Giving A Speech

Tomorrow is our student government election day. Before everyone hits the polls, we’ll be hearing speeches from the candidates. These are always interesting. While none of the candidates are professional communicators, you can tell who does it better than others.

If I could sit down with each of the candidates as they put their speech together, I’d offer the following advice and suggestions:

  1. A speech is an experience.
    You need to think about how you want people to feel after they hear your speech. You want to elicit certain emotions and ask for a commitment (ie, I want you to vote for me!). It’s so much more than the words you say. It’s how you say them that will connect.
  2. Your visuals should be visually stimulating.
    Don’t use slides with bullet points. Capture pictures that make people feel something. Put pictures up there that are memorable (make people laugh). People shouldn’t have to read your slides while they’re trying to listen to you.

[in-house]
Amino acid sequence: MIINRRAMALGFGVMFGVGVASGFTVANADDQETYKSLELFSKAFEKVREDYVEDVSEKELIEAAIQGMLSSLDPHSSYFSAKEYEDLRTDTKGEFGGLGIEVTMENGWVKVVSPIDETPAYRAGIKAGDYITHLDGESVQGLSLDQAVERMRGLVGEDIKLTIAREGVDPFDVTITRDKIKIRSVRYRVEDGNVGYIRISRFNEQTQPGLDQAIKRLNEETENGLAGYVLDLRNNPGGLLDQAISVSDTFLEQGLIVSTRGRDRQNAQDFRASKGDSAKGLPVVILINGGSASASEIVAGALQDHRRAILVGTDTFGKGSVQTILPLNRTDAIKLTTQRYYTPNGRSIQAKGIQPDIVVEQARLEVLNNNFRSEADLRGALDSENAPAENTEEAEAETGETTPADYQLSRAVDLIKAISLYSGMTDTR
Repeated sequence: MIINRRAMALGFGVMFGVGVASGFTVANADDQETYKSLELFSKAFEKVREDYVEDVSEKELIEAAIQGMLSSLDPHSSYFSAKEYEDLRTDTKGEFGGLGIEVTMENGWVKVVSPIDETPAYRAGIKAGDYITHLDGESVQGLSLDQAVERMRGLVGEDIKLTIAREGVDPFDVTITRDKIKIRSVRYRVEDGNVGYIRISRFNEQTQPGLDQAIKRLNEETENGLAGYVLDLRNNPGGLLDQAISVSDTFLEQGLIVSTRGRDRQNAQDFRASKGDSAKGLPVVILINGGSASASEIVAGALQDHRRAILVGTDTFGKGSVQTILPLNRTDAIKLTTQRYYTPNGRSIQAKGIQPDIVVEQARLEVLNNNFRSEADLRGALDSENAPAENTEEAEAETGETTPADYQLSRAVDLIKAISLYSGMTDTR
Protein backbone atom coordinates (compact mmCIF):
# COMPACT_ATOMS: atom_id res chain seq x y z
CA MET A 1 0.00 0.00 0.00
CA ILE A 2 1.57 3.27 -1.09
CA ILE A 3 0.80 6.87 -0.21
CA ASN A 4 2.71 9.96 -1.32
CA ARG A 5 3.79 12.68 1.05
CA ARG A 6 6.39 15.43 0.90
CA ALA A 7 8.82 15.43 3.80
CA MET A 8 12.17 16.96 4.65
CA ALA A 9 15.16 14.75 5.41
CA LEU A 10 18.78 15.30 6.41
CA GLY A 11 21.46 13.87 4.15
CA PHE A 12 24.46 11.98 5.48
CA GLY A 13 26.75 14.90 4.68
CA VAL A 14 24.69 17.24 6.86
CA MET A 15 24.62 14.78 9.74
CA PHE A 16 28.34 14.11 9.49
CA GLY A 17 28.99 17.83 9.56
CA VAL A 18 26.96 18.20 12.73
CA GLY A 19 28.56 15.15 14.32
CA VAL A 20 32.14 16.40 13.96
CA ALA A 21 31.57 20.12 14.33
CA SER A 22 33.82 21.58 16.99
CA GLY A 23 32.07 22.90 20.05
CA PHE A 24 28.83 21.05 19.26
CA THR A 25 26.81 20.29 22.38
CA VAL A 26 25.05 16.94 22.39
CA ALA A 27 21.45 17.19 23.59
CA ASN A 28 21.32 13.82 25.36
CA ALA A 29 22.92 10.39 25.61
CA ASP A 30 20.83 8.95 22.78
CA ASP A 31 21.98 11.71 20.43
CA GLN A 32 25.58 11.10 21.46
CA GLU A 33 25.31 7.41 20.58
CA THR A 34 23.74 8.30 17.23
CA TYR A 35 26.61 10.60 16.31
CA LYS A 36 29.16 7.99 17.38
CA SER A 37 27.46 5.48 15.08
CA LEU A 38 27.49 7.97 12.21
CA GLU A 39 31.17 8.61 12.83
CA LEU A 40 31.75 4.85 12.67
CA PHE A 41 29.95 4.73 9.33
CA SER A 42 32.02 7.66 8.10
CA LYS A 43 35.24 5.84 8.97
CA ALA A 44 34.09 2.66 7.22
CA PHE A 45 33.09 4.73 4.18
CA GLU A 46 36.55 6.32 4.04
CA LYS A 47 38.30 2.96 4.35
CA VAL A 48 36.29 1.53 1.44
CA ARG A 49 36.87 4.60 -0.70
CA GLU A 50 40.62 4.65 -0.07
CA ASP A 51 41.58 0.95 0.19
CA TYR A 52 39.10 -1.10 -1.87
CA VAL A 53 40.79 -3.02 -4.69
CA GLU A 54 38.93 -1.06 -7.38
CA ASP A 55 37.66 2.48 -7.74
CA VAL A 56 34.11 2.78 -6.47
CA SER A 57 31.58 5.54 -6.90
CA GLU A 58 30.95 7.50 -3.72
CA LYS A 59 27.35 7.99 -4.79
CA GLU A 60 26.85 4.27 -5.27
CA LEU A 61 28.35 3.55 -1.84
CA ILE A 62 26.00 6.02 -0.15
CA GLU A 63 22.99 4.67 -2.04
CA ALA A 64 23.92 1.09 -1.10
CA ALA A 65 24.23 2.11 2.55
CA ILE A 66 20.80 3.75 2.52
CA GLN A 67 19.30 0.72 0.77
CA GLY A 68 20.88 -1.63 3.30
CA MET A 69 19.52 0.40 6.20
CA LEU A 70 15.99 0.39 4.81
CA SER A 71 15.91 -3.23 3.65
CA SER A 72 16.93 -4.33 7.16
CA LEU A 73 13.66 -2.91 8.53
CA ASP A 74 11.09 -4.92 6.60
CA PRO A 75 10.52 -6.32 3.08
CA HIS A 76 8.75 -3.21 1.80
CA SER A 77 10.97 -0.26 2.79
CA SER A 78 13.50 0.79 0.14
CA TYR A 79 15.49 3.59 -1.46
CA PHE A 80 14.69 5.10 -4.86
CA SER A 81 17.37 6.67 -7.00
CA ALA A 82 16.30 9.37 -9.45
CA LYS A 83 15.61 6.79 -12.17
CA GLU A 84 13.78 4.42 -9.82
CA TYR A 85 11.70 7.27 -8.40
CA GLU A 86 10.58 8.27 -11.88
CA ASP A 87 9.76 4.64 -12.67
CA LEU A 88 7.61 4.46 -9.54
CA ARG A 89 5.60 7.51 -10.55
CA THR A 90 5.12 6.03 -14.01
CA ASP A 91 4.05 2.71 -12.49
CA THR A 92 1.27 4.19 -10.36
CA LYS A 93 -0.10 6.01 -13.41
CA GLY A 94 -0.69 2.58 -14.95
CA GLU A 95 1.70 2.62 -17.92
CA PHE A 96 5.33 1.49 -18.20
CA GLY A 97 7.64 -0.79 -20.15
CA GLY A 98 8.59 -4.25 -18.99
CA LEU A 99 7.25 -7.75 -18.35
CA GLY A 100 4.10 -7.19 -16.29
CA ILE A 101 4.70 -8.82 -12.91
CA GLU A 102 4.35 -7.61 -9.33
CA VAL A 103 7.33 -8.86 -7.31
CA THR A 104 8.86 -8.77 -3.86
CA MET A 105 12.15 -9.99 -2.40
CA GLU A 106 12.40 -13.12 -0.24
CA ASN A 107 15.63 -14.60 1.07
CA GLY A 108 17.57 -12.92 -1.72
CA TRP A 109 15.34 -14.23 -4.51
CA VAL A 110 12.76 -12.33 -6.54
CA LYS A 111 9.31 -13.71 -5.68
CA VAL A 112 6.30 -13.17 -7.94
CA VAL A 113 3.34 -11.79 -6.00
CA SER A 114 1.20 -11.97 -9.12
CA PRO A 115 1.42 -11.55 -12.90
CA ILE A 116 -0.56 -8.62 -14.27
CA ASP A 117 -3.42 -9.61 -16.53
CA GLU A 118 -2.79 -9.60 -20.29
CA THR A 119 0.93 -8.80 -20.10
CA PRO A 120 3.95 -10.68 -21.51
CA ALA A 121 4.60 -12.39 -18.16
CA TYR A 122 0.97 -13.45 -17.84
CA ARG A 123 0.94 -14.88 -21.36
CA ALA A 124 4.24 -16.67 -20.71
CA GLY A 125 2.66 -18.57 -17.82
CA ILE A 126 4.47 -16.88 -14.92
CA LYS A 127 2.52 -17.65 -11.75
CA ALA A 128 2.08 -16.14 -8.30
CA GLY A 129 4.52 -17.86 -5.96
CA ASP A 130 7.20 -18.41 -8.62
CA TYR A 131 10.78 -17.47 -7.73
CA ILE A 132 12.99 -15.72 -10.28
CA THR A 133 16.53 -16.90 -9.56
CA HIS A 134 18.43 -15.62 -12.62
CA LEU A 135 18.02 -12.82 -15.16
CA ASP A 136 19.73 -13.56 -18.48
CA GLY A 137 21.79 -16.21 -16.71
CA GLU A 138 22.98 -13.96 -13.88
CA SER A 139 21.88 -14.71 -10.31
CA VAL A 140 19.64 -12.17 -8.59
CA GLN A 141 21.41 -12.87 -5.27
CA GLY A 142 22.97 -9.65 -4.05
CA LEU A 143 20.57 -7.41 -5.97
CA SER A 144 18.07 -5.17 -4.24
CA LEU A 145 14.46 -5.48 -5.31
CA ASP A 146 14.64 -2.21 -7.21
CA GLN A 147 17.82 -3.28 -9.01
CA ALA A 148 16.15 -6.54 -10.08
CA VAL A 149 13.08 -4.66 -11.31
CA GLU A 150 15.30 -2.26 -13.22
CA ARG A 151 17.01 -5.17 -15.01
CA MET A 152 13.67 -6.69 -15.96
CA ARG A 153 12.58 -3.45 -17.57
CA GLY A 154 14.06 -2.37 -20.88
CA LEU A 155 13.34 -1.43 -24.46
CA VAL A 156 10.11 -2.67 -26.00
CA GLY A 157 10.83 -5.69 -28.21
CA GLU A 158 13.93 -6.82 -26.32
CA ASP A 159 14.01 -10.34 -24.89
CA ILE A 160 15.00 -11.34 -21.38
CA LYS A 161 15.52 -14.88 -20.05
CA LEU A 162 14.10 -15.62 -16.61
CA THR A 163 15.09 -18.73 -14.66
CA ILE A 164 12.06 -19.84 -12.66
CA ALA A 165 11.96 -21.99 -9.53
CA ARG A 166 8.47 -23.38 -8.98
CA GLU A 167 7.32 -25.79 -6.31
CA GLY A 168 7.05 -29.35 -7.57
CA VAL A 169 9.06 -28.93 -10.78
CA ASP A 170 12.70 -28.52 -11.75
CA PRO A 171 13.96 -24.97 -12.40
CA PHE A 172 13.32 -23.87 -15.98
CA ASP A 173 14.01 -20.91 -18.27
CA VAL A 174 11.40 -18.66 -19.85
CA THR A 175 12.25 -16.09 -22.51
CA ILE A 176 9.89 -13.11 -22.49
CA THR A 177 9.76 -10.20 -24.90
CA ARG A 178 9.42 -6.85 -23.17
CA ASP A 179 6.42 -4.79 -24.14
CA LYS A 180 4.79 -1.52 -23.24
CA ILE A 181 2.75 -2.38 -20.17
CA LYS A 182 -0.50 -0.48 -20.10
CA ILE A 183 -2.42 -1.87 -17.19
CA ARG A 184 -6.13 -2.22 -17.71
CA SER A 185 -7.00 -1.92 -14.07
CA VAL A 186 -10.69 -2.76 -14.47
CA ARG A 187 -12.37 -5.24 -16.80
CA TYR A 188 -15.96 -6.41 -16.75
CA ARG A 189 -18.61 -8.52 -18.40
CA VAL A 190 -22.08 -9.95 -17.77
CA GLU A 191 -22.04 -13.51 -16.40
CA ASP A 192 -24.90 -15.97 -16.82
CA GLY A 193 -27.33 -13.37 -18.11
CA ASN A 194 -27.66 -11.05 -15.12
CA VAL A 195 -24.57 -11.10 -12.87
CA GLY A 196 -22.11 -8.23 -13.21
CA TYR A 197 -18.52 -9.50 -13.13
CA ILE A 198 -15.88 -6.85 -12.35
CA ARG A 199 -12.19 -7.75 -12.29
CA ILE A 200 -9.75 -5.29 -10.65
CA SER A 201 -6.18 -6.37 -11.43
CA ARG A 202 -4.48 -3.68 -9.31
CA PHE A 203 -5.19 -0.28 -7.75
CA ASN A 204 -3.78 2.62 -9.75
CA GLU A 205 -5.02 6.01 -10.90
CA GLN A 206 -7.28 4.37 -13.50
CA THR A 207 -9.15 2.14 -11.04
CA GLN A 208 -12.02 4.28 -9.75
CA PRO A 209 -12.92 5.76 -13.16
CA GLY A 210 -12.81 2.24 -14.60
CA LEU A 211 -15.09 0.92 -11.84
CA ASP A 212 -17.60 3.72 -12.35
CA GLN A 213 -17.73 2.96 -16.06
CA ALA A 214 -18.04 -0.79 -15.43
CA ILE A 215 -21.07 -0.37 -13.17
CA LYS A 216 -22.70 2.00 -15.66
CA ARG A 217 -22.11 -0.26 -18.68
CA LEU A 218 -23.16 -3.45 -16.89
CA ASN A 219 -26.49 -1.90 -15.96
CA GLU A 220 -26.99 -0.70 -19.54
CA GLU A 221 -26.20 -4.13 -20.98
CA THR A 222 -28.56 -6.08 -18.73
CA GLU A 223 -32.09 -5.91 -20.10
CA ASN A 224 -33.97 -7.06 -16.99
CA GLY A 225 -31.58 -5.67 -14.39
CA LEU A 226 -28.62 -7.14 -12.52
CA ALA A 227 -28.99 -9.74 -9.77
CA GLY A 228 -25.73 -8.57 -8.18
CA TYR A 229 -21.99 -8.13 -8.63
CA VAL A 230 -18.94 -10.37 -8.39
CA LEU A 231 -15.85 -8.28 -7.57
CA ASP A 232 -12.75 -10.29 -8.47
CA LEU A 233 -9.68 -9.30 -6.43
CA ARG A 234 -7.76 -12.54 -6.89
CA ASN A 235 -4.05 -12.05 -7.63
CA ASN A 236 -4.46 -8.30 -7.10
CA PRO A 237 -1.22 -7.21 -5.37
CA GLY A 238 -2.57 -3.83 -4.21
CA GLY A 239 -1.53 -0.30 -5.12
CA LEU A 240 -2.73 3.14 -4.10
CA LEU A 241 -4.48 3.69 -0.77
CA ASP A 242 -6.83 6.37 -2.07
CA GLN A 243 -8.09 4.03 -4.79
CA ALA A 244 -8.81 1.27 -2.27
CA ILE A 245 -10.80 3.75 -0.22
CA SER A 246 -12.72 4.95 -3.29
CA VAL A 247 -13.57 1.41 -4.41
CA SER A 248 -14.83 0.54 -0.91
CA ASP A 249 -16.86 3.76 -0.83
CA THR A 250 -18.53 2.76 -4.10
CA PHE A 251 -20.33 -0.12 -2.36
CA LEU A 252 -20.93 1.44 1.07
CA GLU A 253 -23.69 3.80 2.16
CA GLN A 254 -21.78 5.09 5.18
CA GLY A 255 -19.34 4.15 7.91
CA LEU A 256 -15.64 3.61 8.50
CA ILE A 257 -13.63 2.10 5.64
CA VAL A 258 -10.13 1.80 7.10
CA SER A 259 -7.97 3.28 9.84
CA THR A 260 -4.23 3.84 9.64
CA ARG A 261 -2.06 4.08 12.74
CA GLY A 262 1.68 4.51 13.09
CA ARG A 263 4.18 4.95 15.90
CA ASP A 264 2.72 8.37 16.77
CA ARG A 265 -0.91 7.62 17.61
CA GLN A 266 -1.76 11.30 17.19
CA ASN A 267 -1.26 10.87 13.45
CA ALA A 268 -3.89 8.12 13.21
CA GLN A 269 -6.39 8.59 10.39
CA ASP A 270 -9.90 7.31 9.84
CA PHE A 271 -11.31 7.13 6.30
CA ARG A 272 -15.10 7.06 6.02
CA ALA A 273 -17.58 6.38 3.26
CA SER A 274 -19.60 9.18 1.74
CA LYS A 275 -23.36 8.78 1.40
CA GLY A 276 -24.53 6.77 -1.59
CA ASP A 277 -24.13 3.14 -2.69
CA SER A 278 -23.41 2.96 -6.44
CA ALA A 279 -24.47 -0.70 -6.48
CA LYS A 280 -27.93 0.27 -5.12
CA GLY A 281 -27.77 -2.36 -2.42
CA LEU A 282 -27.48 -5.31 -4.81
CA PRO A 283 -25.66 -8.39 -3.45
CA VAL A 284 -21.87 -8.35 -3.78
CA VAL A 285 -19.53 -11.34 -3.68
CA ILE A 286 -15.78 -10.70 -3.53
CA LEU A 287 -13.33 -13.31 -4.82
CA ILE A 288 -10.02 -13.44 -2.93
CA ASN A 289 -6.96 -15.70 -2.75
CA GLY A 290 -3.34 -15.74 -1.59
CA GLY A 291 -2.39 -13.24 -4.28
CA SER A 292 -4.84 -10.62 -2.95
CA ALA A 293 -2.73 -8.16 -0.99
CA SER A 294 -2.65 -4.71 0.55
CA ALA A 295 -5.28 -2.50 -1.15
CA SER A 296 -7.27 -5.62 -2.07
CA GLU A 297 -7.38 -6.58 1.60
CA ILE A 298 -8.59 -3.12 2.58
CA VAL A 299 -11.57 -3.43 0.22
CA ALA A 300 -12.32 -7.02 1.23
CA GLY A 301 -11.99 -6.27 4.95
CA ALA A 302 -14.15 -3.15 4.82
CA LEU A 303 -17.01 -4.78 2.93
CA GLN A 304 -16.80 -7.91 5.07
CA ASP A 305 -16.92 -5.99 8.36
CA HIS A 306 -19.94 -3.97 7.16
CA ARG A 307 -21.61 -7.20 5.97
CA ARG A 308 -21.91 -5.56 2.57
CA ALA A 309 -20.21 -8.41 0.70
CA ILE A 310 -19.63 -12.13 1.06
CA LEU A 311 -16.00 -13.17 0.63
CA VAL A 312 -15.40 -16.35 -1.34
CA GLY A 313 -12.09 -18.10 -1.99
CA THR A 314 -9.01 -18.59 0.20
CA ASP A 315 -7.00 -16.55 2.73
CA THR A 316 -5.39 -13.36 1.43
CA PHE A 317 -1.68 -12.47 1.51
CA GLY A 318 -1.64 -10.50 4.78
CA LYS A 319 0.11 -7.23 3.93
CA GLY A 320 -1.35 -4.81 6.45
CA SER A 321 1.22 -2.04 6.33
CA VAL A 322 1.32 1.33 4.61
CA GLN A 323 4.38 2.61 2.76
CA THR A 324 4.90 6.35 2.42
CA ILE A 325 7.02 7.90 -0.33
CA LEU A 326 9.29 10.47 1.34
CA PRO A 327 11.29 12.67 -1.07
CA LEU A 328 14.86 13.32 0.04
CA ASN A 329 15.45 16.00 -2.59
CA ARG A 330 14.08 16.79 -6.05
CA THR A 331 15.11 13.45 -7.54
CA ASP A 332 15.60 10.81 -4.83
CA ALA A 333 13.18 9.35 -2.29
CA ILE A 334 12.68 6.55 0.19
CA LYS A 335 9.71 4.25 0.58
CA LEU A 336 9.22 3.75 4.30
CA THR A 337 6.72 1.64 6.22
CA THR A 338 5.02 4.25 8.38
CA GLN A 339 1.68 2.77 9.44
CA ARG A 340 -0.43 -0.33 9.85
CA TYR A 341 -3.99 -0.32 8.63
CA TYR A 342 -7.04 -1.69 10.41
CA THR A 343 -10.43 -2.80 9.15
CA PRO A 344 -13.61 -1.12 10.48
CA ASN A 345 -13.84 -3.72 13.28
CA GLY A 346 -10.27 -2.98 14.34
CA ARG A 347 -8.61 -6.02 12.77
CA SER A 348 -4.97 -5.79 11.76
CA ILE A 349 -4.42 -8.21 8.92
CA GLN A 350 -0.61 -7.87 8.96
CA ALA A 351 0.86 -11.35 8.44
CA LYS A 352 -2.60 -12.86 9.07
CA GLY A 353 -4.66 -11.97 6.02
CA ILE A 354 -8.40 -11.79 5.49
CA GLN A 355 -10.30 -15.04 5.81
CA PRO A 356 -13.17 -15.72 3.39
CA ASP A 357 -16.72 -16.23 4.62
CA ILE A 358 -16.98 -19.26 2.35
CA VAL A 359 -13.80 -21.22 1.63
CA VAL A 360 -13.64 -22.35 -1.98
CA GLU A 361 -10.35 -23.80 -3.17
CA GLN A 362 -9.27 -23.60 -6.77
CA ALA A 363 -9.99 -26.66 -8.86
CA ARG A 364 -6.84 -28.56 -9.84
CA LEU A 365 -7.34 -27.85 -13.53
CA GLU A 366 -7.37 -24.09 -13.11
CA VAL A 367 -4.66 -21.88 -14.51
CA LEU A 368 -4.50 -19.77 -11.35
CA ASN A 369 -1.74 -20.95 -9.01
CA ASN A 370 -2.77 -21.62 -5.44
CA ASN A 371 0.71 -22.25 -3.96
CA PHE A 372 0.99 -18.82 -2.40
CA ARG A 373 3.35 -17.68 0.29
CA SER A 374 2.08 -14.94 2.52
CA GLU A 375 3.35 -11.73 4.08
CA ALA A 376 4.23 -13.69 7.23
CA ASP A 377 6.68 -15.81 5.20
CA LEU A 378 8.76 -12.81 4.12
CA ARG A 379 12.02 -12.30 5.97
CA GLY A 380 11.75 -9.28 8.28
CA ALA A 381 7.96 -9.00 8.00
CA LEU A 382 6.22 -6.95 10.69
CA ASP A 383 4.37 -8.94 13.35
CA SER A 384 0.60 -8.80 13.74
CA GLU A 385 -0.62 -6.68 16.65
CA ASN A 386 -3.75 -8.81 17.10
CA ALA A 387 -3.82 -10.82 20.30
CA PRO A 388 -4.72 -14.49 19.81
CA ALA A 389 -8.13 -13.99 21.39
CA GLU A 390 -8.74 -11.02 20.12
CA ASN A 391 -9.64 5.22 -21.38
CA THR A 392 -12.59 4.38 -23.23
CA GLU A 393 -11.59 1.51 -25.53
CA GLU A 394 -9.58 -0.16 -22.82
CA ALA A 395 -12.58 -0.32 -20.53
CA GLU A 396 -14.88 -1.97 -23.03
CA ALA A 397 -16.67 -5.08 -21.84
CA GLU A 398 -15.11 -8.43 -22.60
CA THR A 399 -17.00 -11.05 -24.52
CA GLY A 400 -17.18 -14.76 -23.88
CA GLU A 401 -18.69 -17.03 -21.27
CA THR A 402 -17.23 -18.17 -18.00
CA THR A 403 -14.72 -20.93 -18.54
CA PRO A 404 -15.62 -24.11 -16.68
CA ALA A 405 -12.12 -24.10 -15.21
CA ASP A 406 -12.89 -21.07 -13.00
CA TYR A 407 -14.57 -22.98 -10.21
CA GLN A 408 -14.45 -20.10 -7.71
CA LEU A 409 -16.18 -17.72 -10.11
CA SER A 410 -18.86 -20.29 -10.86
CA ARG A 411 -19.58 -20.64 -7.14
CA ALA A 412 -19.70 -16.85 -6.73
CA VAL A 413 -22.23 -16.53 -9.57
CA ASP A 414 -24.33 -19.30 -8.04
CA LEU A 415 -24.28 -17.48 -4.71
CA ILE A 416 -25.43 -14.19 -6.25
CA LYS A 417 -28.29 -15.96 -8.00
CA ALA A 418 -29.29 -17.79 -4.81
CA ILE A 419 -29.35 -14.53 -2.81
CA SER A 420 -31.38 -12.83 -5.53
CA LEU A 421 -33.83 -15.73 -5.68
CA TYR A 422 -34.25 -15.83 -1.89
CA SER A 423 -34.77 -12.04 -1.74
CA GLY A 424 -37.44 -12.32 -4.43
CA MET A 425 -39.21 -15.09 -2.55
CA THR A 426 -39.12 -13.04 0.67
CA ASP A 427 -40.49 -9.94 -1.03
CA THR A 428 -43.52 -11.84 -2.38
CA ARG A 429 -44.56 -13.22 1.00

3. Don’t admit you’re nervous or unprepared.
    Even if you are nervous and unprepared. You want to show confidence. Act like you know what you’re doing. Your speech is a barometer that people use to gauge whether you’ll be effective in the position.
  4. Stop speaking right before they stop listening.
    Not everyone is a good communicator in front of a group. So know what you’re going to say, say it, and get out of there. If you stay up there longer than you’re effectiveness at communicating, people will remember your speech as being awkward, boring, or rambling.
  5. Name recognition. Name recognition. Name recognition.
    Unless you know everyone in your student body, you will need to make sure they know your name and connect it to the office you are running for. State your name at the beginning and end. Make it one of your visuals.
  6. Focus more on the future than on the past.
    Students will often spend the bulk of their time talking about their experience and their qualifications. My opinion…keep this part short. People are looking for leaders who will make the most of the time they have in front of them. Tell people what you’re going to do more than what you’ve done.
  7. Practice your speech before giving it.
    Don’t just get up there and wing it. Spend time going over it. Practice in front of friends. Practice in front of the mirror. Have someone videotape you and watch it. Memorize your speech. Your preparation for your speech is part of the preparation for the position you’re running for.

Best wishes to all of you out there gearing up to run for a leadership position.

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